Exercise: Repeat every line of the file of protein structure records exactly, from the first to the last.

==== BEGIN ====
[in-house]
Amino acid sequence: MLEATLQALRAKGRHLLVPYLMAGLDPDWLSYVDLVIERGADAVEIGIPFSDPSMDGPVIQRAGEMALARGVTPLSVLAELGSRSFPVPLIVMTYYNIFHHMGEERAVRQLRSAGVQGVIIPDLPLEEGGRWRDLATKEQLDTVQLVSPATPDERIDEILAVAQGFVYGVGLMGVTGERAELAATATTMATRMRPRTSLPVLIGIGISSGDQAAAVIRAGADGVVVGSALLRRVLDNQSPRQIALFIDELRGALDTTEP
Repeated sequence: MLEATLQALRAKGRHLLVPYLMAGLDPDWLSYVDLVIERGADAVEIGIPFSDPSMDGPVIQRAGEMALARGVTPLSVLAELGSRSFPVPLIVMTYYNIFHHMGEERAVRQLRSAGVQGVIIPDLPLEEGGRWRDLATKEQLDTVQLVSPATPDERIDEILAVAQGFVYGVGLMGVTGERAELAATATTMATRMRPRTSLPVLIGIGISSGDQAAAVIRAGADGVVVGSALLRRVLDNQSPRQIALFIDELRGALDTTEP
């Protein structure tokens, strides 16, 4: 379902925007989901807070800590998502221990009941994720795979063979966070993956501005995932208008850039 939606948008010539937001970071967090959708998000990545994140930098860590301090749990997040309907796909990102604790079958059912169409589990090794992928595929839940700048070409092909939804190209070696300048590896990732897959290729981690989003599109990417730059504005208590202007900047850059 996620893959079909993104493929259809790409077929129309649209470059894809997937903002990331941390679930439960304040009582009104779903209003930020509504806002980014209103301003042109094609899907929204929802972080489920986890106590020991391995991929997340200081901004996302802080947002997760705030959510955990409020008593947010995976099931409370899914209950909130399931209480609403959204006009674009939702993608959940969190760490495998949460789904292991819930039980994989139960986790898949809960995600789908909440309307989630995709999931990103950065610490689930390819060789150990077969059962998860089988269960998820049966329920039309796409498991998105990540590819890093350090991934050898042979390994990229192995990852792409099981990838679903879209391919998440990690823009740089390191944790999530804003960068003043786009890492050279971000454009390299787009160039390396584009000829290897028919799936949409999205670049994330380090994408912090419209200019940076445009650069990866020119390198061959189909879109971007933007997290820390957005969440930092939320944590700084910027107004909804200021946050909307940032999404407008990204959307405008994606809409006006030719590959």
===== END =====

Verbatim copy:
[in-house]
Amino acid sequence: MLEATLQALRAKGRHLLVPYLMAGLDPDWLSYVDLVIERGADAVEIGIPFSDPSMDGPVIQRAGEMALARGVTPLSVLAELGSRSFPVPLIVMTYYNIFHHMGEERAVRQLRSAGVQGVIIPDLPLEEGGRWRDLATKEQLDTVQLVSPATPDERIDEILAVAQGFVYGVGLMGVTGERAELAATATTMATRMRPRTSLPVLIGIGISSGDQAAAVIRAGADGVVVGSALLRRVLDNQSPRQIALFIDELRGALDTTEP
Repeated sequence: MLEATLQALRAKGRHLLVPYLMAGLDPDWLSYVDLVIERGADAVEIGIPFSDPSMDGPVIQRAGEMALARGVTPLSVLAELGSRSFPVPLIVMTYYNIFHHMGEERAVRQLRSAGVQGVIIPDLPLEEGGRWRDLATKEQLDTVQLVSPATPDERIDEILAVAQGFVYGVGLMGVTGERAELAATATTMATRMRPRTSLPVLIGIGISSGDQAAAVIRAGADGVVVGSALLRRVLDNQSPRQIALFIDELRGALDTTEP
């Protein structure tokens, strides 16, 4: 379902925007989901807070800590998502221990009941994720795979063979966070993956501005995932208008850039 939606948008010539937001970071967090959708998000990545994140930098860590301090749990997040309907796909990102604790079958059912169409589990090794992928595929839940700048070409092909939804190209070696300048590896990732897959290729981690989003599109990417730059504005208590202007900047850059 996620893959079909993104493929259809790409077929129309649209470059894809997937903002990331941390679930439960304040009582009104779903209003930020509504806002980014209103301003042109094609899907929204929802972080489920986890106590020991391995991929997340200081901004996302802080947002997760705030959510955990409020008593947010995976099931409370899914209950909130399931209480609403959204006009674009939702993608959940969190760490495998949460789904292991819930039980994989139960986790898949809960995600789908909440309307989630995709999931990103950065610490689930390819060789150990077969059962998860089988269960998820049966329920039309796409498991998105990540590819890093350090991934050898042979390994990229192995990852792409099981990838679903879209391919998440990690823009740089390191944790999530804003960068003043786009890492050279971000454009390299787009160039390396584009000829290897028919799936949409999205670049994330380090994408912090419209200019940076445009650069990866020119390198061959189909879109971007933007997290820390957005969440930092939320944590700084910027107004909804200021946050909307940032999404407008990204959307405008994606809409006006030719590959």